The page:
“Perfluorooctane Sulfonate (PFOS) and Perfluorooctanoic Acid (PFOA): Department of Defense Policy and Management Issues" by Ms. Maureen Sullivan
The use of Aqueous Film-Forming Foam (AFFF) formulations has resulted in the introduction of perfluorooctane sulfonate (PFOS) and perfluorooctanoic acid (PFOA) into soils and groundwater on DoD sites. PFOS and PFOA are stable in the environment and often form large groundwater plumes. The regulatory requirements for these contaminated soils and groundwaters are still evolving, with the current drinking water Health Advisory Levels (HALs) relatively low (70 ng/L total PFOS and PFOA). These compounds also are resistant to common treatment technologies, so remediation generally requires ex situ treatment and generates waste for off-site destruction or disposal. DoD has begun an aggressive effort to characterize and ultimately remediate its PFOS and PFOA-impacted sites. DoD is currently performing initial site investigations at nearly all DoD facilities in the United States to determine the extent of contamination. It is anticipated that Remedial Investigations (RIs) will begin at many DoD sites in the next few years. Through organizations like SERDP and ESTCP, DoD has also funded research on AFFF contamination to improve analytical methods, understand ecotoxicological effects, develop tools for assessing the fate of PFOS and PFOA in the subsurface, and evaluate potential remediation technologies. Reducing the potential magnitude of the DoD’s PFOS and PFOA liability will require a sustained effort to identify best available technologies and management tools.
"SERDP & ESTCP Efforts to Gain a Better Understanding of Issues Associated with Per- and Polyfluoroalkyl Substances in the Subsurface" by Dr. Andrea Leeson
Although DoD has taken steps to address per- and polyfluoroalkyl substance (PFAS) contamination in the environment, scientific understanding of PFASs is still in an early stage of development with significant uncertainties. Efforts to develop a better understanding of issues associated with PFASs were initiated under SERDP in 2011. Following up on this work, an expert workshop was convened in May 2017 to provide strategic guidance on topics for PFAS-related research, demonstrations and technology transfer. Workshop objectives were as follows: (1) to review the current state of the science regarding sources of PFAS contamination, particularly AFFF, (2) to evaluate current and potential characterization and remediation technologies, and (3) to identify research and demonstration opportunities to improve remediation performance, efficiency, and ultimately reduce site management costs. The workshop was attended by approximately 60 invited personnel, representing DoD remediation program managers, federal and state regulators, engineers, researchers, industry representatives, and consultants. Workshop participants prepared a report that identified and prioritized several promising research and development needs, demonstration topics, and technology transfer opportunities. Recommendations from this workshop will require several years of intensive work, with careful thought to the sequencing of R&D efforts. However, given the magnitude of the potential problems associated with PFAS contamination at DoD sites and the high costs of investigations and remediation, the return on investments in R&D in this area are likely to be significant.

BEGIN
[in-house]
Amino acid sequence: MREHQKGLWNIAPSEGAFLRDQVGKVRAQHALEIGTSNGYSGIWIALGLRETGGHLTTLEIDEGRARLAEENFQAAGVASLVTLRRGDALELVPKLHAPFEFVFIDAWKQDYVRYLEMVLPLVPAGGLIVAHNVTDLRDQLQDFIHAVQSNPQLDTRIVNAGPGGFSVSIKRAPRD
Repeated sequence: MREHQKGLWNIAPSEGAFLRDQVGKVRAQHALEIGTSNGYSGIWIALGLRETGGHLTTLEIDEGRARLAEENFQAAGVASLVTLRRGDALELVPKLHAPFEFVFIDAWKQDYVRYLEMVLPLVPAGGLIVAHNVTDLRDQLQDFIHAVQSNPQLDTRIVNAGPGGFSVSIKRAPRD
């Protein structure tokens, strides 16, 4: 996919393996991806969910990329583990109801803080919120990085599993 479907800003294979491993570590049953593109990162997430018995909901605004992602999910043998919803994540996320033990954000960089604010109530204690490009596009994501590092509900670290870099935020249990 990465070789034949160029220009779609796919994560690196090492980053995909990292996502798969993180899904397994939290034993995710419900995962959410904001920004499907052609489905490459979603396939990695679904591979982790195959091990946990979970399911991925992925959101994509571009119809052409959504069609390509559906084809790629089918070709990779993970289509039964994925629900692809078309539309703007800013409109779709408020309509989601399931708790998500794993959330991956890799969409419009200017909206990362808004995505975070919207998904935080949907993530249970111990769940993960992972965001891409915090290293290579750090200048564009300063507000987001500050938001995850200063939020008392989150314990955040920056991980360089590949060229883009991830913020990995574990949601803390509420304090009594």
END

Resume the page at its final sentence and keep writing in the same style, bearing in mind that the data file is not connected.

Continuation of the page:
"Fighting the Unbeatable Foe: Remediation of Groundwater Contaminated by PFAS with In Situ Chemical Oxidation" by Dr. David Sedlak